Leptin is a pleiotropic hormone, exclusively pro- duced in adipocytes, that regulates energy expenditure and food intake . Circulating leptinlevels are elevated in patients with renal failure  and correlated with weight chang- es in dialysis patients [26-29]. Moreover, loss of lean body mass has been found to be corre- lated with increased serumleptinlevels in some observational studies [26, 27]. Adipone- ctin, another adipocytokines produced by vis- ceral fat, can increase insulin sensitivity and decrease glucose intolerance and diabetes [30, 31]. Plasma adiponectin levels have been found to have a negativecorrelation with BMI and waist-to-hip ratio in overweight/obese Asian subjects without chronic kidney disease . In dialysis patients, data has consistently demonstrated that plasma adiponectin levels are inversely associated with visceral fat, total body fat, and lean body mass [9, 33, 34]. Delgado et al. stratified BMIs into 6 groups with 5 kg/m 2 increments (from <20 to > 40 kg/m 2 )
A sixth and a seventh mutation were originally de- scribed in 2011 in individuals stemming from consan- guineous Pakistani pedigrees . In a child, a deletion of a thymine-cytosine-adenine triplet at positions 10839 to 10841 of the leptin gene (g.10839_10841 del TCA) cor- responding to positions 104 to 106 of the transcript, re- spectively, (c.104_106 del TCA) was detected . This in turn resulted in the deletion of the isoleucine at position 35 of the protein (p.I35 del ) . In this patient, Fatima et al. originally observed low, but still detectable serumleptinlevels as measured by an ELISA (3.6 ng/ml) . In a later publication, Saeed et al. also reported a child with a p.I35 del mutation, probably the very same pa- tient, in which they could not detect any leptin in the serum using an ELISA . Fatima et al. hypothesized that the deletion of this highly conserved isoleucine at position 35 of the protein and thus resulting loss of hydrophobicity in the N-terminal region of the protein might result in defective intracellular transport and secretion . Furthermore, these authors proposed that the p.I35 del mutation might also result in a loss of the biological activity of the secreted protein as the N- terminal region of leptin has been proposed to be involved in the binding of leptin to the leptin receptor .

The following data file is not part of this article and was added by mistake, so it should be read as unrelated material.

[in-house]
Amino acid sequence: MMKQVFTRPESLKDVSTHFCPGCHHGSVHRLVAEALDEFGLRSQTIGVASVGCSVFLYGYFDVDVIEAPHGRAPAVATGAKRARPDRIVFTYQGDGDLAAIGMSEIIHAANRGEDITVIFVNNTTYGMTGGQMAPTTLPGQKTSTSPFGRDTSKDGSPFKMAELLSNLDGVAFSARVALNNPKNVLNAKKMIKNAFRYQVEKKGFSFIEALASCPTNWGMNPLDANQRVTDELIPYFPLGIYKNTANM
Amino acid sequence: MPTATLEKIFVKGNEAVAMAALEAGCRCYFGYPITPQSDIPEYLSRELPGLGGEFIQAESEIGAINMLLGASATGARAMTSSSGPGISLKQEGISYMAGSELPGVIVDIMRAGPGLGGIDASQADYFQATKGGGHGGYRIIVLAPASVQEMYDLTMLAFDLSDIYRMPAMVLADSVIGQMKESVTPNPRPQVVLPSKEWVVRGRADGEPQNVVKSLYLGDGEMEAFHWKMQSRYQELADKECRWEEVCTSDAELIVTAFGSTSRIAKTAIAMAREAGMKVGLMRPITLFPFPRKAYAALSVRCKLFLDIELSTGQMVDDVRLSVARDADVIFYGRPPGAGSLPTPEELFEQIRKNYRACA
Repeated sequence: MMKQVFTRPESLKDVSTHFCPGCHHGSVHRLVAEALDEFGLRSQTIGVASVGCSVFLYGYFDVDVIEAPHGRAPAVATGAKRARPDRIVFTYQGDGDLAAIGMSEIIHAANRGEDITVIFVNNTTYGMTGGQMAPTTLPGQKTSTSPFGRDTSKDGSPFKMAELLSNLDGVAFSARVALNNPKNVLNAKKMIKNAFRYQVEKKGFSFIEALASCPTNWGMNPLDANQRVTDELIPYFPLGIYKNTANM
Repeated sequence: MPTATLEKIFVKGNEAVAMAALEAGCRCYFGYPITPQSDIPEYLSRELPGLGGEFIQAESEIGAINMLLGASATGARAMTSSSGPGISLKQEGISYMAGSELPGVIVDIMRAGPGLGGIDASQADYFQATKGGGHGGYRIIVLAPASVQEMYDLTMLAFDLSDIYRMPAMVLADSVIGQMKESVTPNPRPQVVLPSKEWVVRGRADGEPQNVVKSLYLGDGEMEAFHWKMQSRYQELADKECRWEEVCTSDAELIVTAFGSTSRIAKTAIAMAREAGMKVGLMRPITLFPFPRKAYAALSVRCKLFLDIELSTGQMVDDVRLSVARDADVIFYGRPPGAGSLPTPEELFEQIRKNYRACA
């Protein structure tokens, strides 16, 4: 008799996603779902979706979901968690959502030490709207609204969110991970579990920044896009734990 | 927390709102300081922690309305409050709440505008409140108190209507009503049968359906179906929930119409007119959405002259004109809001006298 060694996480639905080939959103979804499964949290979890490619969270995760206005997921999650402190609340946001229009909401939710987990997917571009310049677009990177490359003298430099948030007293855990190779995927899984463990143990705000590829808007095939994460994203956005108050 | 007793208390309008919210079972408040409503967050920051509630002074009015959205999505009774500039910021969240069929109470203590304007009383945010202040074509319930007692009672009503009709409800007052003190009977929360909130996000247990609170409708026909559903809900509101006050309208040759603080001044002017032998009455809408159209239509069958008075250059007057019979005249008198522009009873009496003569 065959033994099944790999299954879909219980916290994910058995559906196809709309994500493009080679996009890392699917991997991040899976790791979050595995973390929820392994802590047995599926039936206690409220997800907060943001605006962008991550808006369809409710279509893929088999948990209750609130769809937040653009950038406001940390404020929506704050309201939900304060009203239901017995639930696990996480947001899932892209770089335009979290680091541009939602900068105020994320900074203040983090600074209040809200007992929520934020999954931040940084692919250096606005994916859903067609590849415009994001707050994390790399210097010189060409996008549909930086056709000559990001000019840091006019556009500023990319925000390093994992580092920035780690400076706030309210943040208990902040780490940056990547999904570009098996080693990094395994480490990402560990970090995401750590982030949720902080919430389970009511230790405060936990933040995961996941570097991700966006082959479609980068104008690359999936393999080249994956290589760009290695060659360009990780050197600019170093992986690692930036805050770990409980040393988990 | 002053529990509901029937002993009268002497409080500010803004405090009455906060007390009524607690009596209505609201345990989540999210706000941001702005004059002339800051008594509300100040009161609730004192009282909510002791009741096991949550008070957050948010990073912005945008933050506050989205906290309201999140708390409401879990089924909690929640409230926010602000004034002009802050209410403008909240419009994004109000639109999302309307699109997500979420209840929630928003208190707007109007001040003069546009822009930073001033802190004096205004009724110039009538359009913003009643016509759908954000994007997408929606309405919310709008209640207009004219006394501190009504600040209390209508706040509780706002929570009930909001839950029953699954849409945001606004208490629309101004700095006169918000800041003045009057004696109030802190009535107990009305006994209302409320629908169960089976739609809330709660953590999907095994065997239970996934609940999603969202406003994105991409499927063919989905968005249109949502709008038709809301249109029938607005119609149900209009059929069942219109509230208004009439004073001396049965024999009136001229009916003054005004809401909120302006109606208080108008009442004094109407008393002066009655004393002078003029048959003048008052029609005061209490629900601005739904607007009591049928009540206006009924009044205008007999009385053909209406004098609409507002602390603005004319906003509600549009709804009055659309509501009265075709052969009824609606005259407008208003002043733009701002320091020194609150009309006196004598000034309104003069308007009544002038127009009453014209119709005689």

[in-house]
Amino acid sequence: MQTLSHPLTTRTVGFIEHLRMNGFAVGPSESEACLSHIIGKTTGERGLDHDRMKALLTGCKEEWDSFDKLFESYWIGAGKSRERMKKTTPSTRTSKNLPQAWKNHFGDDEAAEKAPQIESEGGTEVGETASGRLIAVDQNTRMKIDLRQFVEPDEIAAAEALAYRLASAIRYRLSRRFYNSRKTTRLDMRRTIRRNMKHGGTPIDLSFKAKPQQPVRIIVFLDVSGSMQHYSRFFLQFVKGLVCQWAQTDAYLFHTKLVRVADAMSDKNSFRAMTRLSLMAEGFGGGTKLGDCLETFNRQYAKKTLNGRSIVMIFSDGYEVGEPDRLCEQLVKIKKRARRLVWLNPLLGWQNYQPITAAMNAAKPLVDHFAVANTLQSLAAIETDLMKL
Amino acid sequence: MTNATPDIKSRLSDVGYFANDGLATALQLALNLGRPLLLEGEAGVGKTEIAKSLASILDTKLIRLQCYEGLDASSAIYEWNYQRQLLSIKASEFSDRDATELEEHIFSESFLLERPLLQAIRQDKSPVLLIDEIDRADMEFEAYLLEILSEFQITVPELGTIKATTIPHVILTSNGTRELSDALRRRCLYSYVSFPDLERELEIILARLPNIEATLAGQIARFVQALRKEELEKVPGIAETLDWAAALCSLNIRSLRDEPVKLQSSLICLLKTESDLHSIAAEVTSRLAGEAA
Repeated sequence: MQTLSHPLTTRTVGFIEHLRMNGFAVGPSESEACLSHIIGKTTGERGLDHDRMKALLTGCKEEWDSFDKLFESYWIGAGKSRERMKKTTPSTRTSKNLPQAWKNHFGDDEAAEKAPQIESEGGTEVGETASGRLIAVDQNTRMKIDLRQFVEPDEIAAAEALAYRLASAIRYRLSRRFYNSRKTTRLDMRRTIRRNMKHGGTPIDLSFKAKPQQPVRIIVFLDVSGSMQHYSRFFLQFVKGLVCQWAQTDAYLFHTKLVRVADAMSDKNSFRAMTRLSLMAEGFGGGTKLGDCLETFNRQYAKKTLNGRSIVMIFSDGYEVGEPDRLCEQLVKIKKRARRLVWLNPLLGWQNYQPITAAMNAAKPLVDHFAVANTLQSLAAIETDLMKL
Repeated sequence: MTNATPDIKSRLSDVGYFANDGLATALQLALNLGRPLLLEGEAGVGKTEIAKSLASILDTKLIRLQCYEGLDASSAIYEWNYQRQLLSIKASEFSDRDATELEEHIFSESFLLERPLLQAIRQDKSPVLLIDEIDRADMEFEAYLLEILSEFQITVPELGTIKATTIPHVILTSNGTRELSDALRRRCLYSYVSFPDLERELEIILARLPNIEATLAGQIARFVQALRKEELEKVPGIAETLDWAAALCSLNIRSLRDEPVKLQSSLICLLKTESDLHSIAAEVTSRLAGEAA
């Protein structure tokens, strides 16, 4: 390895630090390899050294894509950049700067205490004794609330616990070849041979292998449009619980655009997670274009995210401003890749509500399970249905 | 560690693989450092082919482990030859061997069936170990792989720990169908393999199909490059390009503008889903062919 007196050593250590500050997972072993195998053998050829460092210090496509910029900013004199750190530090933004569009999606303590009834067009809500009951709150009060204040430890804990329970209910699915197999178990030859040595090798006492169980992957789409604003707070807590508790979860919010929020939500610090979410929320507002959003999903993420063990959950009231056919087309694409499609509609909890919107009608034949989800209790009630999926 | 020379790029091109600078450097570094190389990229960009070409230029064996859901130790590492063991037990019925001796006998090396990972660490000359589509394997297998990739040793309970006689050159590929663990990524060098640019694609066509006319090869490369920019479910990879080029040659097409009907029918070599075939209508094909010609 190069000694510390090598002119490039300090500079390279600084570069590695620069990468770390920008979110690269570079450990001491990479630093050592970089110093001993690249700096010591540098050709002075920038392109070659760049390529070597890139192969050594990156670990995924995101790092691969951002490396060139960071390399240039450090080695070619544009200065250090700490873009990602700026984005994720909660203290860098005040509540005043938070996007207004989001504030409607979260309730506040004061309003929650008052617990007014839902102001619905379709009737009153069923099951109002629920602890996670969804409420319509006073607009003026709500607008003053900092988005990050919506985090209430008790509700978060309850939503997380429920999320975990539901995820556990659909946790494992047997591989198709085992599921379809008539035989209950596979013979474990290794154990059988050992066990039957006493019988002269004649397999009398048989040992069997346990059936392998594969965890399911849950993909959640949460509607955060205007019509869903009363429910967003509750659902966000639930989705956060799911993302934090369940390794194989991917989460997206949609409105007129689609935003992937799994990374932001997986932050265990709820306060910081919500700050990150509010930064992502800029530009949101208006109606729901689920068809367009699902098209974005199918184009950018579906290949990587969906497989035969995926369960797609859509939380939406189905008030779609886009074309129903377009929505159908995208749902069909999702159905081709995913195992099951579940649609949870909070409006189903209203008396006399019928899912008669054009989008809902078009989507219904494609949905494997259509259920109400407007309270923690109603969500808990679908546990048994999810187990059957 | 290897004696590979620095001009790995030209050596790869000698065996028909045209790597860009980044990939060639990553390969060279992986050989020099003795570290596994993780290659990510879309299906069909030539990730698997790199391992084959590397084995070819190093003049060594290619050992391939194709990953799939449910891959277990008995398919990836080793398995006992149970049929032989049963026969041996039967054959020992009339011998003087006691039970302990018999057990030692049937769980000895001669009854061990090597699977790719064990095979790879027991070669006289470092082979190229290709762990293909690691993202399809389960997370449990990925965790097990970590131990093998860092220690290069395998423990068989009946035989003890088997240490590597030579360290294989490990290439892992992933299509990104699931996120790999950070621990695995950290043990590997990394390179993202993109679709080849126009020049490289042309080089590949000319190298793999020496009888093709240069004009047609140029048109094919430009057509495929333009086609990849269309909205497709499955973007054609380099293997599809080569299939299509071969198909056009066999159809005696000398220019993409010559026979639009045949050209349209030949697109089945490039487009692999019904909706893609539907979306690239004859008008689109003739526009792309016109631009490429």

The cohort contained 13 men and 8 women age ranging from 16 to 45 years. The mean age of the patients was 28.38±9.38 years. The body mass index of the cohort was 22.09±2.48 Kg/m2. The average duration of dialysis was 14.9±4.9 months. The most assumed cause of native kidney disease was chronic glomerular nephritis, however one patient had chronic interstitial nephritis and another had Autosomal dominant polycystic kidney disease. The mean pre transplantation leptin concentration was 9.96±3.48 ng/ml and this decreased to 4.07±1.7 ng/ml (P<0.0001) within six days of transplantation. Plasma Creatinine level declined dramatically from 7.5±1.6 mg/dl to 1.1±0.7 mg/dl (P<0.0001) within one week Fig. 1. There was no graft rejection in any of these patients. In our study, there was no concomitant change in BMI (P>0.05). Neither pre (r=0.03, p>0.05) nor post transplant (r= - 0.01, p>0.05) plasma Leptinlevels correlated significantly with BMI.
The 164 patients with angiographically proven CAD were included in the ac- tual study group and they were followed up for a period of mean 48 months from 2012-2016 for MACE. MACE (death, non-fatal MI, coronary revasculari- zation, re-hospitalization for any cardiac reason) were recorded. Follow up data was collected from in/outpatient records. When no data was available from medical records, information was obtained through phone calls (either directly from the patient or a first degree relative).
The current study addressed the reduction of adipocytokines levels in association with de novo AML together with negativecorrelationbetween bone marrow blasts and adiponectin .These finding suggest the implication of both leptin and adiponectin in AML pathogenesis which might be useful as prognostic markers of AML , however These findings necessitate additional studies of leptin and adiponectin in AML patients and to be related to other risk factors as severe illness, altered energy balance and disease complications on large scale of cases.
Abstract: Objective: This study aimed to investigate the relationship between antibiotic resistance and serum resis- tance in clinical isolates of Acinetobacter baumannii (A. baumannii). Methods: The tested 67 clinical isolates were collected from several hospitals in China. Antibiotic resistance to 21 antibiotics from 9 antimicrobial categories was assessed by Kirby-Bauer disc diffusion or broth microdilution methods. Multilocus sequence typing (MLST) was used to group the A. baumannii isolates. At last, the in vivo mice model was used to detect the relationship between drug resistance and mortality from inoculation with A. baumannii. Results: Among all 67 isolates, 16 were defined as multidrug-resistant (MDR), and 46 were extensively drug-resistant (XDR). MLST grouped the A. baumannii iso- lates into 9 existing sequence types (STs). ST208 accounted for 44.8% (30/67) of the isolates, which belonged to clonal complex (CC) 92. The serum resistance testing showed that 53 out of 68 strains of A. baumannii (67 clinical isolates and reference strain ATCC19606) were highly resistant to killing by complement system in normal human serum (NHS). The comparison of the antibiotic resistance and serum resistant strains showed that antibiotic resis- tant isolates had stronger serum resistance than susceptible strains. Furthermore, mice infected by XDR isolates had higher mortality rate. Conclusion: Drug-resistant A. baumannii strains have stronger serum resistance. These results sounds alarming and should be considered in the clinical treatment of drug-resistant A. baumannii.